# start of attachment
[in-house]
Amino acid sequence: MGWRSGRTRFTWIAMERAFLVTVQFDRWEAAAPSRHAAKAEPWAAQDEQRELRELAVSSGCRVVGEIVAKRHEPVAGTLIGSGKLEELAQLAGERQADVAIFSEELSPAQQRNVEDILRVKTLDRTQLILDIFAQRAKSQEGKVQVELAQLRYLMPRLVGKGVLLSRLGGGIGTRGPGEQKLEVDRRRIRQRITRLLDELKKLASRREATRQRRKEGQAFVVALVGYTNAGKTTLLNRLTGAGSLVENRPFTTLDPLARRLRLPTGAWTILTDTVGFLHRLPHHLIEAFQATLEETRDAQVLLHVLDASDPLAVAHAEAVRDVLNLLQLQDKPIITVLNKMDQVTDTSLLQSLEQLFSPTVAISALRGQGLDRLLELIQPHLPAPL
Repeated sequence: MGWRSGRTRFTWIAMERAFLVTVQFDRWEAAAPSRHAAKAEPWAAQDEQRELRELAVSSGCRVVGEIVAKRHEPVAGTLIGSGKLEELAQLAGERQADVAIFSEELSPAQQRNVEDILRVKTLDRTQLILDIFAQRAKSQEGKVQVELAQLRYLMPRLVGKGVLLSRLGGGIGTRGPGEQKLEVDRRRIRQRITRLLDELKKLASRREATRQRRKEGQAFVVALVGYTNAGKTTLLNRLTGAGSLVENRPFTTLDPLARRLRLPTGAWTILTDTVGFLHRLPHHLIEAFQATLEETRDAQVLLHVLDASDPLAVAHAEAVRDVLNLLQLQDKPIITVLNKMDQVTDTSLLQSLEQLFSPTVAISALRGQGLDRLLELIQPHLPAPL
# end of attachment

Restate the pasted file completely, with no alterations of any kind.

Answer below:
[in-house]
Amino acid sequence: MGWRSGRTRFTWIAMERAFLVTVQFDRWEAAAPSRHAAKAEPWAAQDEQRELRELAVSSGCRVVGEIVAKRHEPVAGTLIGSGKLEELAQLAGERQADVAIFSEELSPAQQRNVEDILRVKTLDRTQLILDIFAQRAKSQEGKVQVELAQLRYLMPRLVGKGVLLSRLGGGIGTRGPGEQKLEVDRRRIRQRITRLLDELKKLASRREATRQRRKEGQAFVVALVGYTNAGKTTLLNRLTGAGSLVENRPFTTLDPLARRLRLPTGAWTILTDTVGFLHRLPHHLIEAFQATLEETRDAQVLLHVLDASDPLAVAHAEAVRDVLNLLQLQDKPIITVLNKMDQVTDTSLLQSLEQLFSPTVAISALRGQGLDRLLELIQPHLPAPL
Repeated sequence: MGWRSGRTRFTWIAMERAFLVTVQFDRWEAAAPSRHAAKAEPWAAQDEQRELRELAVSSGCRVVGEIVAKRHEPVAGTLIGSGKLEELAQLAGERQADVAIFSEELSPAQQRNVEDILRVKTLDRTQLILDIFAQRAKSQEGKVQVELAQLRYLMPRLVGKGVLLSRLGGGIGTRGPGEQKLEVDRRRIRQRITRLLDELKKLASRREATRQRRKEGQAFVVALVGYTNAGKTTLLNRLTGAGSLVENRPFTTLDPLARRLRLPTGAWTILTDTVGFLHRLPHHLIEAFQATLEETRDAQVLLHVLDASDPLAVAHAEAVRDVLNLLQLQDKPIITVLNKMDQVTDTSLLQSLEQLFSPTVAISALRGQGLDRLLELIQPHLPAPL